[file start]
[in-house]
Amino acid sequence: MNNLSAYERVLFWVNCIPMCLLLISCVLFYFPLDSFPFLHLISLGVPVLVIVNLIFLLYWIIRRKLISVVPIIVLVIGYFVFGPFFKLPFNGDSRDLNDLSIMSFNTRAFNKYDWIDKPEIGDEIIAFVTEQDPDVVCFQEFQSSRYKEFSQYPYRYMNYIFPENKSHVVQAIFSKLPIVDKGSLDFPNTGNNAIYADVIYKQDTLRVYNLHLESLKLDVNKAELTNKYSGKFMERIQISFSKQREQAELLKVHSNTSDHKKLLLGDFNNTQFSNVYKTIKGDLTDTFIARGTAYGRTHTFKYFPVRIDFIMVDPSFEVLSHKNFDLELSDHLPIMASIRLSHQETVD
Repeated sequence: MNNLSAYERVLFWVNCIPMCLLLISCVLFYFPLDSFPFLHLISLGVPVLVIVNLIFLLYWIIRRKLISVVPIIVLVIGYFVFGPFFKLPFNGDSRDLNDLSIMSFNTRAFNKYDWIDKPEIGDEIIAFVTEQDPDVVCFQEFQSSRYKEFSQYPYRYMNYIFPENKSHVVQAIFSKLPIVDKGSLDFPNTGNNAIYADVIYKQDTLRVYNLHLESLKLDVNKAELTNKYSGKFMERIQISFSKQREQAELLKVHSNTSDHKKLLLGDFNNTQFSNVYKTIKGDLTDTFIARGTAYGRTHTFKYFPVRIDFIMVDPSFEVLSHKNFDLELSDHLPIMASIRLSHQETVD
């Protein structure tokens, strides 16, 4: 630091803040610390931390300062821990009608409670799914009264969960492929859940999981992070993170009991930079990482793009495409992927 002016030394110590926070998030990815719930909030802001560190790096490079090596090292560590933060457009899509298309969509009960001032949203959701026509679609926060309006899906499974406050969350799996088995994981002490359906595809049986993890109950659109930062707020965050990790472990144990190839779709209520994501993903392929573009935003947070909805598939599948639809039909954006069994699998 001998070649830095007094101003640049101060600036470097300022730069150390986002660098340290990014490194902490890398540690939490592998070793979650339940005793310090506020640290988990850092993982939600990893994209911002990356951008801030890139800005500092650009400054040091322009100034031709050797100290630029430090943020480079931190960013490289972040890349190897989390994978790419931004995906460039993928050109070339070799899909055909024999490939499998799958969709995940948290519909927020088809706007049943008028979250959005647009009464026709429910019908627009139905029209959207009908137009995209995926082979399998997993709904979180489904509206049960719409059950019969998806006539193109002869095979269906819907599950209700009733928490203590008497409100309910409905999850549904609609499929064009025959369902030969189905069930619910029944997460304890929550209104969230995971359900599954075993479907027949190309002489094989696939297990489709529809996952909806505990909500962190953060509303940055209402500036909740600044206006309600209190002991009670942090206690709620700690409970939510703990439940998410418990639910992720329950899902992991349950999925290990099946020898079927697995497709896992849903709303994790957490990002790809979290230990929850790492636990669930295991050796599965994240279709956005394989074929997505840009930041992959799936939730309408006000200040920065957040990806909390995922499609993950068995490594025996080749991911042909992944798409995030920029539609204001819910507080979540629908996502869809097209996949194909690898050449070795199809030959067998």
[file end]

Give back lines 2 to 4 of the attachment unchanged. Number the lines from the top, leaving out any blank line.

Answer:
Amino acid sequence: MNNLSAYERVLFWVNCIPMCLLLISCVLFYFPLDSFPFLHLISLGVPVLVIVNLIFLLYWIIRRKLISVVPIIVLVIGYFVFGPFFKLPFNGDSRDLNDLSIMSFNTRAFNKYDWIDKPEIGDEIIAFVTEQDPDVVCFQEFQSSRYKEFSQYPYRYMNYIFPENKSHVVQAIFSKLPIVDKGSLDFPNTGNNAIYADVIYKQDTLRVYNLHLESLKLDVNKAELTNKYSGKFMERIQISFSKQREQAELLKVHSNTSDHKKLLLGDFNNTQFSNVYKTIKGDLTDTFIARGTAYGRTHTFKYFPVRIDFIMVDPSFEVLSHKNFDLELSDHLPIMASIRLSHQETVD
Repeated sequence: MNNLSAYERVLFWVNCIPMCLLLISCVLFYFPLDSFPFLHLISLGVPVLVIVNLIFLLYWIIRRKLISVVPIIVLVIGYFVFGPFFKLPFNGDSRDLNDLSIMSFNTRAFNKYDWIDKPEIGDEIIAFVTEQDPDVVCFQEFQSSRYKEFSQYPYRYMNYIFPENKSHVVQAIFSKLPIVDKGSLDFPNTGNNAIYADVIYKQDTLRVYNLHLESLKLDVNKAELTNKYSGKFMERIQISFSKQREQAELLKVHSNTSDHKKLLLGDFNNTQFSNVYKTIKGDLTDTFIARGTAYGRTHTFKYFPVRIDFIMVDPSFEVLSHKNFDLELSDHLPIMASIRLSHQETVD
């Protein structure tokens, strides 16, 4: 630091803040610390931390300062821990009608409670799914009264969960492929859940999981992070993170009991930079990482793009495409992927 002016030394110590926070998030990815719930909030802001560190790096490079090596090292560590933060457009899509298309969509009960001032949203959701026509679609926060309006899906499974406050969350799996088995994981002490359906595809049986993890109950659109930062707020965050990790472990144990190839779709209520994501993903392929573009935003947070909805598939599948639809039909954006069994699998 001998070649830095007094101003640049101060600036470097300022730069150390986002660098340290990014490194902490890398540690939490592998070793979650339940005793310090506020640290988990850092993982939600990893994209911002990356951008801030890139800005500092650009400054040091322009100034031709050797100290630029430090943020480079931190960013490289972040890349190897989390994978790419931004995906460039993928050109070339070799899909055909024999490939499998799958969709995940948290519909927020088809706007049943008028979250959005647009009464026709429910019908627009139905029209959207009908137009995209995926082979399998997993709904979180489904509206049960719409059950019969998806006539193109002869095979269906819907599950209700009733928490203590008497409100309910409905999850549904609609499929064009025959369902030969189905069930619910029944997460304890929550209104969230995971359900599954075993479907027949190309002489094989696939297990489709529809996952909806505990909500962190953060509303940055209402500036909740600044206006309600209190002991009670942090206690709620700690409970939510703990439940998410418990639910992720329950899902992991349950999925290990099946020898079927697995497709896992849903709303994790957490990002790809979290230990929850790492636990669930295991050796599965994240279709956005394989074929997505840009930041992959799936939730309408006000200040920065957040990806909390995922499609993950068995490594025996080749991911042909992944798409995030920029539609204001819910507080979540629908996502869809097209996949194909690898050449070795199809030959067998």